The train ride itself takes around 10 hours. When you factor in travel times from your hotel to each train station at both Cairo and Luxor, then you can see why it’s such a long, tiring journey. 

I would definitely recommend having a good book to keep you occupied throughout the day as there’s no wifi signal on the train. 

Are there food options on the train from Cairo to Luxor?

Yes, but good luck when choosing from the menu! Around lunchtime on my train journey, a train crew member passed through my carriage handing out menus and taking lunch orders. 

I had a look at one of the menus and of course, it was all in Arabic. I could make out a few meat options, but as a vegetarian, there didn’t really seem to be anything suitable. 

I tried to communicate with the crew member that I’d like a cheese sandwich and I thought he understood what I meant. He then returned 10 minutes later with a tray full of desserts! 

There was a muffin, a croissant, and some other basic cakes, which wasn’t exactly what I requested, but it wasn’t an issue.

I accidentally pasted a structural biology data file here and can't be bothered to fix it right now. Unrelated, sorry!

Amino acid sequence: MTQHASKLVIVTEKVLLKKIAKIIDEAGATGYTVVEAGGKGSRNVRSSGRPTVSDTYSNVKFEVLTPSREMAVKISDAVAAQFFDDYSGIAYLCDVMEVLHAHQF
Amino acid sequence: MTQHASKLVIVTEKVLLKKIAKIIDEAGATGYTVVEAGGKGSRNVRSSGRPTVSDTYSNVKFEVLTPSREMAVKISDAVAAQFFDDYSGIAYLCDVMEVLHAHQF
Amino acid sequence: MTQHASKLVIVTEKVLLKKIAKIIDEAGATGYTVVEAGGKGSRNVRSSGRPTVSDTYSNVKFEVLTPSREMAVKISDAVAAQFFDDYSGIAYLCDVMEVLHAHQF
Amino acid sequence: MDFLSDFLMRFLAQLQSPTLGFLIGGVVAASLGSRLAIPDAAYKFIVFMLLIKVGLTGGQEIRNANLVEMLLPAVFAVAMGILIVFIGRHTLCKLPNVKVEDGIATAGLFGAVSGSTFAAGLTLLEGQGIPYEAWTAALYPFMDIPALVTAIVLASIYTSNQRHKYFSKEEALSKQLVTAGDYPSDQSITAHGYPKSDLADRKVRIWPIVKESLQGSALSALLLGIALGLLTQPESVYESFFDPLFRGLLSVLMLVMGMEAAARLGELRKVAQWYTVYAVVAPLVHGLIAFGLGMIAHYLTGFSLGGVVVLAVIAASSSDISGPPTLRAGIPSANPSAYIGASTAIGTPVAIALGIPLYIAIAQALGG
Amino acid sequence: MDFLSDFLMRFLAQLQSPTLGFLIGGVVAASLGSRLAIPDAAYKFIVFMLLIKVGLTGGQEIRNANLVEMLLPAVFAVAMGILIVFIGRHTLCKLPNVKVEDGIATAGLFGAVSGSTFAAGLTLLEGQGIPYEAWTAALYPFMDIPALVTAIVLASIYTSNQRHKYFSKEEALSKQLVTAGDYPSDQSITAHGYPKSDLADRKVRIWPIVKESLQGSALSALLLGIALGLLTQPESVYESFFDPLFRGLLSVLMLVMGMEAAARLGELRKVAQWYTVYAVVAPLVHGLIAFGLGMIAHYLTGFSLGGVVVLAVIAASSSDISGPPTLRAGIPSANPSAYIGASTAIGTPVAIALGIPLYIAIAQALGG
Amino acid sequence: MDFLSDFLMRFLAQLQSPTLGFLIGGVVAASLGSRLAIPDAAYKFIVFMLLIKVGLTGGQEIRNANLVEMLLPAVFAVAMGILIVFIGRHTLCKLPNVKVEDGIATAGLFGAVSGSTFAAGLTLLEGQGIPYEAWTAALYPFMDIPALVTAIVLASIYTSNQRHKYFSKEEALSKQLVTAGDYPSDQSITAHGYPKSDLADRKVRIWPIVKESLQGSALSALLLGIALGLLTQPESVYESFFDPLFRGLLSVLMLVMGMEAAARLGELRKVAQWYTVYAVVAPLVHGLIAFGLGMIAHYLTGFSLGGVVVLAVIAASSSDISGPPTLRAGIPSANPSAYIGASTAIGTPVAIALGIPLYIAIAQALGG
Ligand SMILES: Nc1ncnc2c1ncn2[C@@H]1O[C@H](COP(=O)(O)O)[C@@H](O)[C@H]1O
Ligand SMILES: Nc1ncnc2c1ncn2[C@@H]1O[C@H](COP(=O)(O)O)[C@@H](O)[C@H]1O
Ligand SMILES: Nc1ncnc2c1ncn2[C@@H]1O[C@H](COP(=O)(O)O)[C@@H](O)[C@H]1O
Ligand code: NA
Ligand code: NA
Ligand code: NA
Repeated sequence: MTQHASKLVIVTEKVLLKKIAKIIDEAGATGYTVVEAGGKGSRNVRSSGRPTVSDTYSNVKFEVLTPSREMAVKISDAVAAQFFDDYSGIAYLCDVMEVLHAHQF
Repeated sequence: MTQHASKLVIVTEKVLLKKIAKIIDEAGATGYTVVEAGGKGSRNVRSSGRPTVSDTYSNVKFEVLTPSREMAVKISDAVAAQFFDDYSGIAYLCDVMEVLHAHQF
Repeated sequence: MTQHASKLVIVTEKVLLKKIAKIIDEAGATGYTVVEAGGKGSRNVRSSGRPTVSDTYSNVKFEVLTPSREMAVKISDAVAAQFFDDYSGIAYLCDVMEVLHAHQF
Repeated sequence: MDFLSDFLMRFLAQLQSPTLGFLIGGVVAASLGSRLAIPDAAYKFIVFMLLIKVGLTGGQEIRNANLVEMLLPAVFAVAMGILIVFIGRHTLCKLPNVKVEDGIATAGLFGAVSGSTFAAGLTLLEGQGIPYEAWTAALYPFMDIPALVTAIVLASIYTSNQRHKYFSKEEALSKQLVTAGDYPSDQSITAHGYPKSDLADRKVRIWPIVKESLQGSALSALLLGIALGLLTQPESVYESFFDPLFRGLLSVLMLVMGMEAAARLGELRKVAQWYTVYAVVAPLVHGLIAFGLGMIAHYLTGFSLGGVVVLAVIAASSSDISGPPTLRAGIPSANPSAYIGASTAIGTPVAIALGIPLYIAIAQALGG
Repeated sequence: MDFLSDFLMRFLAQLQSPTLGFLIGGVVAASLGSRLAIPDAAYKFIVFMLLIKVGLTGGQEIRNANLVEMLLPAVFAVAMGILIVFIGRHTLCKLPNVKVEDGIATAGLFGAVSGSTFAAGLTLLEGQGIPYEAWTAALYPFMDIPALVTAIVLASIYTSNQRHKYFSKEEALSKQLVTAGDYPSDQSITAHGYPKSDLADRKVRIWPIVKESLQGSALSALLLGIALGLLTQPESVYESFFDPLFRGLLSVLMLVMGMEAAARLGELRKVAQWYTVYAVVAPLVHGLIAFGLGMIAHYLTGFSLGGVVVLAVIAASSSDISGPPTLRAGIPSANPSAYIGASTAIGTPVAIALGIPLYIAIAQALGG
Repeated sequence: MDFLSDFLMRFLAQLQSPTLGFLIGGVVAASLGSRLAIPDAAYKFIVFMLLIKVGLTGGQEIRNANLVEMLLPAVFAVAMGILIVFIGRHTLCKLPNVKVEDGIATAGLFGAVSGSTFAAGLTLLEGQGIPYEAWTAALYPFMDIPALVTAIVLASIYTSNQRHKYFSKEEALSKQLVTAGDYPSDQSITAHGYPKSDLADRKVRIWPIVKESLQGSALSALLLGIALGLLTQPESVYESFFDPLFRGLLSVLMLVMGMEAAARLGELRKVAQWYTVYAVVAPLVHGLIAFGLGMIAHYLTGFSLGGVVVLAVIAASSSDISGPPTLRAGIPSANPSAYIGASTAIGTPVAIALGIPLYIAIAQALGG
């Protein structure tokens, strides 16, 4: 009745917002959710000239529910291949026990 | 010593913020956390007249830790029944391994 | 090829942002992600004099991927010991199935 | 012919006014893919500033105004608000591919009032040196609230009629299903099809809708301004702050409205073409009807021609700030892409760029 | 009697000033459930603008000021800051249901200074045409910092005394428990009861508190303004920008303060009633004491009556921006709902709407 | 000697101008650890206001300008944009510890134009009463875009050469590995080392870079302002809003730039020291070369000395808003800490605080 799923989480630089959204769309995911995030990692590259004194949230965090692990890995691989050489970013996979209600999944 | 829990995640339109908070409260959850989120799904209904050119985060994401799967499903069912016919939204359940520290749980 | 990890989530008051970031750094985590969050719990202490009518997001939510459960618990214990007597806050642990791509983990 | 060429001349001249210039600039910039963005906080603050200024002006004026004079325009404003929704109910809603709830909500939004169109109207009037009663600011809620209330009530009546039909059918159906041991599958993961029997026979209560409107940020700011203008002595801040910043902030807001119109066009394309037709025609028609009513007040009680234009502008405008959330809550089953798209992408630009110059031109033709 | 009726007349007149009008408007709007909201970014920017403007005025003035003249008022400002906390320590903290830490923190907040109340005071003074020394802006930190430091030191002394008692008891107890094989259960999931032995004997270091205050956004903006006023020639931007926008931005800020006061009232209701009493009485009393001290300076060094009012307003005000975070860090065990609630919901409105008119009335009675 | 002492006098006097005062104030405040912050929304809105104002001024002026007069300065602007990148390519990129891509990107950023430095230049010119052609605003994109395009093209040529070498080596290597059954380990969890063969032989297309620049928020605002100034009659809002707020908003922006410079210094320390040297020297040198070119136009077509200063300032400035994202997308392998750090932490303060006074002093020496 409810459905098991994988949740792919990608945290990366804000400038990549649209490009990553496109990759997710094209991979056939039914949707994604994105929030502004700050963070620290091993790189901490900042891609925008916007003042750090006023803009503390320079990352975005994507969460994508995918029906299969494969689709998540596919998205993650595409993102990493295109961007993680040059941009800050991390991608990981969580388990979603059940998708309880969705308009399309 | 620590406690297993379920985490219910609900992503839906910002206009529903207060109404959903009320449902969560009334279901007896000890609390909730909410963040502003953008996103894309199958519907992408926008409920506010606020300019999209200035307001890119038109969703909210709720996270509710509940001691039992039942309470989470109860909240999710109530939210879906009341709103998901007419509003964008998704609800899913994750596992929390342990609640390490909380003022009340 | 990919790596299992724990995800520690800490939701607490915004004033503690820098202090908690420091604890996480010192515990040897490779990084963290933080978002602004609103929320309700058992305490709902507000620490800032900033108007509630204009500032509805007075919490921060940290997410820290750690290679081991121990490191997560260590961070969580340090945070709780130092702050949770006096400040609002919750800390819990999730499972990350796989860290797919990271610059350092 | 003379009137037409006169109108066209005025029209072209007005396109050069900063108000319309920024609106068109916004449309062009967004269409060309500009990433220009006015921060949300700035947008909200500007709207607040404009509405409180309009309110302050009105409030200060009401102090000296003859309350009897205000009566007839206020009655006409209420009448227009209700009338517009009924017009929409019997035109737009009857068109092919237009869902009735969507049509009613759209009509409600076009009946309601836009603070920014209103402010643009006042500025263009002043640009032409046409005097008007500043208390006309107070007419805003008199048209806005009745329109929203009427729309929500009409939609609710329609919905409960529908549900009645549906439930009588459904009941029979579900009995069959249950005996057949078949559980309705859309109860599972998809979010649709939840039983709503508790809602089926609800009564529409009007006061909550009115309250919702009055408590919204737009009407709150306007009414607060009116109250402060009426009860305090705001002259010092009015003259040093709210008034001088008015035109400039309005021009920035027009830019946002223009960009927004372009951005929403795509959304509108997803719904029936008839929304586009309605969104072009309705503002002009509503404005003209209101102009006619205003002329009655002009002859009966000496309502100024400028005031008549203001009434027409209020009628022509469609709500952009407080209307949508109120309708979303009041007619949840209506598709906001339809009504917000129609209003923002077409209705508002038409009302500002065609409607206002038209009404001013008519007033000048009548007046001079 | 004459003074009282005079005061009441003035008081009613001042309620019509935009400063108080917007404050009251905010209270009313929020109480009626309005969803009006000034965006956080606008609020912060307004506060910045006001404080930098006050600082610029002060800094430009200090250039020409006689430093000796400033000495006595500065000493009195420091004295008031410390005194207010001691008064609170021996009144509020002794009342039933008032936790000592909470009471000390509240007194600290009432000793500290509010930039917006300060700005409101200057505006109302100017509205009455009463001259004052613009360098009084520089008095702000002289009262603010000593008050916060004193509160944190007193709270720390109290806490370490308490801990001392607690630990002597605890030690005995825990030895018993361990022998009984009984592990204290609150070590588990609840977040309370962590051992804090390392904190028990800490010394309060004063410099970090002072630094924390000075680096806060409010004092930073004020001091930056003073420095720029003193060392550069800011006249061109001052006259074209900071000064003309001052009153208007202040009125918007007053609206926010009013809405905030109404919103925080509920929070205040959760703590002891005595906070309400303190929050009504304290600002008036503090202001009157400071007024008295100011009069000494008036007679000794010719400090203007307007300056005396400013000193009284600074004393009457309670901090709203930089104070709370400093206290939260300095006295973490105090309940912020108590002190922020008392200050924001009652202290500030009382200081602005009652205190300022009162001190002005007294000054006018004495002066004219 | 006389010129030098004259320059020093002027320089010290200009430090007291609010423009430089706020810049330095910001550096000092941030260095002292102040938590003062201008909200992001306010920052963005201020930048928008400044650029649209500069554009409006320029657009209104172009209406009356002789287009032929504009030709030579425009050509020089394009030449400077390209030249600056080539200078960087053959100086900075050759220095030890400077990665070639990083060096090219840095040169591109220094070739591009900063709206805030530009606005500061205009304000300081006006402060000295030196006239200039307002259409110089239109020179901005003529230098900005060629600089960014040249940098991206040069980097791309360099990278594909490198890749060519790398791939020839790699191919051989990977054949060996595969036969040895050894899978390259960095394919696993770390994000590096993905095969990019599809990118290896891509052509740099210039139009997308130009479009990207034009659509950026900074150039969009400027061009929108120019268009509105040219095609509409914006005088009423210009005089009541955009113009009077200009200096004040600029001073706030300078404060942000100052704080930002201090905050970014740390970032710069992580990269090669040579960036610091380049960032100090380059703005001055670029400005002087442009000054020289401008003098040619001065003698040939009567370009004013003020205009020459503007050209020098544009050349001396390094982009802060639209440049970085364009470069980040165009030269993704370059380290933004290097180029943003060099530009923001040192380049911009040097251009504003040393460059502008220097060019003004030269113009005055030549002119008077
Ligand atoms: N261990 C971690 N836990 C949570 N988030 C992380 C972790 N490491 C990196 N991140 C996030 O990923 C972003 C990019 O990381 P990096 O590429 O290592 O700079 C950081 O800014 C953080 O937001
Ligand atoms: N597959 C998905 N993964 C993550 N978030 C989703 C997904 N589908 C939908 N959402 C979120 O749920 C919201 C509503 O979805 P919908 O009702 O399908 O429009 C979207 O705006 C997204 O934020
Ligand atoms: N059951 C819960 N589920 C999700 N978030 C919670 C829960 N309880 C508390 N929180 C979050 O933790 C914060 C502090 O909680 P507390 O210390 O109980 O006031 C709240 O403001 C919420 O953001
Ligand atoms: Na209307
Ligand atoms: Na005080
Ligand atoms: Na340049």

There are a lot of food stalls selling snacks like crisps etc at Cairo station and at the various stations you pass throughout the train ride. My advice would be to have a hearty breakfast if you have time and stock up on snacks for the journey. 

Is it safe to travel by train from Cairo to Luxor?

Yes, I have to say I felt completely safe throughout my train ride to Luxor. Egyptians are known to be very friendly and I received several smiles from fellow passengers and people asking where I was from in their broken English. 

Which is the better city: Cairo or Luxor?

Personally, I much preferred Luxor to Cairo. Yes, Cairo is a must-visit city because of course the Giza Pyramids are close by, but it really doesn’t have much to offer apart from that. 

In my experience, I found Cairo to be one of the most chaotic cities I’ve visited, with crazy drivers on the roads (I still have nightmares about airport taxis to my hotel), bad air pollution and locals constantly trying to sell you things you don’t need.